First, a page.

Money problems may be a worry. You may face the loss of an income for a while, extra expenses for the baby and, if the mother returns to work, the cost of childcare.
You may be worrying that your home isn't right or that you'll feel obliged to stay in a job you don't like. It might help to look at what benefits you're entitled to and start planning ahead.
The Money Advice Service has information to help you manage your finances when you're having a baby.
Sex in pregnancy
It's normal for a woman's sex drive to change in pregnancy. There's usually no medical reason to avoid sex during pregnancy, but bear in mind:
- her breasts may be very tender in the early weeks
- don't have sex if there's any bleeding or pain
- make sure she is comfortable – you may need to try out a few different positions as the pregnancy progresses
Find out more about sex in pregnancy. If you're not having sex, try to find other ways of being close, but do talk about it.
Some partners find it difficult to make love during pregnancy. If you feel uncomfortable about your partner's changing shape, talk about it but be sensitive to how your partner might feel.
She may well feel uneasy about her changing body and may be hurt if she thinks that you don't like her appearance. If you can, talk to friends who are already parents and will know what you're going through.
Be prepared for the birth
This checklist for parents-to-be may be useful for the final weeks:
- make sure you can be contacted at all times
- decide how you'll get to the hospital (if you have arranged a hospital birth)
- if you're using your own car, make sure it works and has petrol, and do a trial run to see how long it takes to get from your house to the hospital
- remember to pack a bag for yourself, including snacks, a camera, and your phone
Seeing your baby for the first time
Watching your baby coming into the world can be the most incredible experience. The midwives may hand you the baby. If you feel afraid of hurting such a tiny person – don't be. Hold the baby close to your body.
Many new parents experience very strong emotions; some cry. It can feel difficult to go home and rest after such an intense experience, so think through what your needs might be at this time.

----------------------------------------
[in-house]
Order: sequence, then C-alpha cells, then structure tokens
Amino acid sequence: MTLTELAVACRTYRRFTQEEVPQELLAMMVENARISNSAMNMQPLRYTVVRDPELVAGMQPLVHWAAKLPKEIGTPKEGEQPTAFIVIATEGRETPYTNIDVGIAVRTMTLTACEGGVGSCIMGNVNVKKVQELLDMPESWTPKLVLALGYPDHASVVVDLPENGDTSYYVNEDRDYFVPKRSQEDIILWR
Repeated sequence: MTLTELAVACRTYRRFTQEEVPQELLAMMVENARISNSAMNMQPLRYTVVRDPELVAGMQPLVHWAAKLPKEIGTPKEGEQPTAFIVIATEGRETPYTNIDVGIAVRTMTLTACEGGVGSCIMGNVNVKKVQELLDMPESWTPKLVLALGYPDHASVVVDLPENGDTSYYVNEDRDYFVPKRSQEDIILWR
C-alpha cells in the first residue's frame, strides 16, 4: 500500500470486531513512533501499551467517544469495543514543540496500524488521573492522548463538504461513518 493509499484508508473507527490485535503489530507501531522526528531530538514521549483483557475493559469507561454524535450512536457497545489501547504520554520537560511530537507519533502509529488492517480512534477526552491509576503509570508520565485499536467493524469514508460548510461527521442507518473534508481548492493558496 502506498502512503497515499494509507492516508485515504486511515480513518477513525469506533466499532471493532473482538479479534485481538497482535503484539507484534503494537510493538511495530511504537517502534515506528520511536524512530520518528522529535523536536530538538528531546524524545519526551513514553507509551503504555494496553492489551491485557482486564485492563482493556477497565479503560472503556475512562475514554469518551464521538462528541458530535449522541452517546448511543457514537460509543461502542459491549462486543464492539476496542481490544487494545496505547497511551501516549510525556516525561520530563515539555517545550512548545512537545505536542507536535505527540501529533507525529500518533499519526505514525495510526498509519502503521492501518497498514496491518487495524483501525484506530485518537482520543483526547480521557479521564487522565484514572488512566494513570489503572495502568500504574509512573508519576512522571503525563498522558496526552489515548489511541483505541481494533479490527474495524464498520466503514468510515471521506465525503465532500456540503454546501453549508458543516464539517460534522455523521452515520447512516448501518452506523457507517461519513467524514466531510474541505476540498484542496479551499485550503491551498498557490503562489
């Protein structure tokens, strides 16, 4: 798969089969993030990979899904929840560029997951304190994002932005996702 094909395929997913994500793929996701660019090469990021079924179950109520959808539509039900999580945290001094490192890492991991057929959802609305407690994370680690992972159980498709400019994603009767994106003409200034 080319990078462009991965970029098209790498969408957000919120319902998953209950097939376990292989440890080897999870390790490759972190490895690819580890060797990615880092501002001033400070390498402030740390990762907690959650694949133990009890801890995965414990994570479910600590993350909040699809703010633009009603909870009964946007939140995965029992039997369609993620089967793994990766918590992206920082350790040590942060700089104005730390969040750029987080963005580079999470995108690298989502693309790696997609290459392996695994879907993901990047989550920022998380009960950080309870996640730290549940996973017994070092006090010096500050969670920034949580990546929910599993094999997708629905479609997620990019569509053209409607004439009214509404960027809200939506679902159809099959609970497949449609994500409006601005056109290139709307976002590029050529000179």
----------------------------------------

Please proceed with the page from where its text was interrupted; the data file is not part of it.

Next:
You may want to tell someone about the birth before you can rest, but then sleep if you can. When the baby comes home (if the birth took place in hospital), you can expect sleepless nights for some time to come.
Bringing mum and baby home
You may find that relatives and friends are able to help in the early days so that the baby's mother can rest and feed the baby. This is especially useful after a difficult birth.
However, you may live far from relatives and your partner may have only you to help. If this is the case, it's a good idea to have a week or so off work if you can (find out about working and time off when having a baby).
You can also think about some issues that might crop up in the first few weeks:
- too many visitors may exhaust the baby's mum and interfere with this special time when you are learning about being parents and becoming a family
- you could look after the baby so that the baby's mum can get a good rest each day
- take over the basic housework, but don't feel you must keep the place spotless
- try to use this time to get to know your baby – learn to change nappies and bathe your baby as well as cuddling and playing with him or her
- if your baby is breastfed, you could bring the baby's mum a snack and a drink while she's feeding; if she's bottle feeding, you could sterilise and make up the bottles and share the feeding
- be considerate about sex – it may take weeks or months before the baby's mum stops feeling sore, so think about discussing other ways of showing your love for each other until sex is comfortable
You can find out more about your partner's body after the birth, including stitches, soreness and bleeding.
How to help if your partner feels low
Some mothers become depressed or anxious and need a lot of extra support, both practical and emotional. Make sure you know how to spot the symptoms of postnatal depression and where to get help.
You may also get depressed. Your partner is facing the biggest changes, but that doesn't mean you should ignore your own feelings. You need support, too. Keep talking and listening to each other, and talk to friends.
If you feel you are depressed or anxious and need help, talk to your GP.
Find out about healthy diet in pregnancy, foods pregnant women should avoid, antenatal care and signs that labour has begun.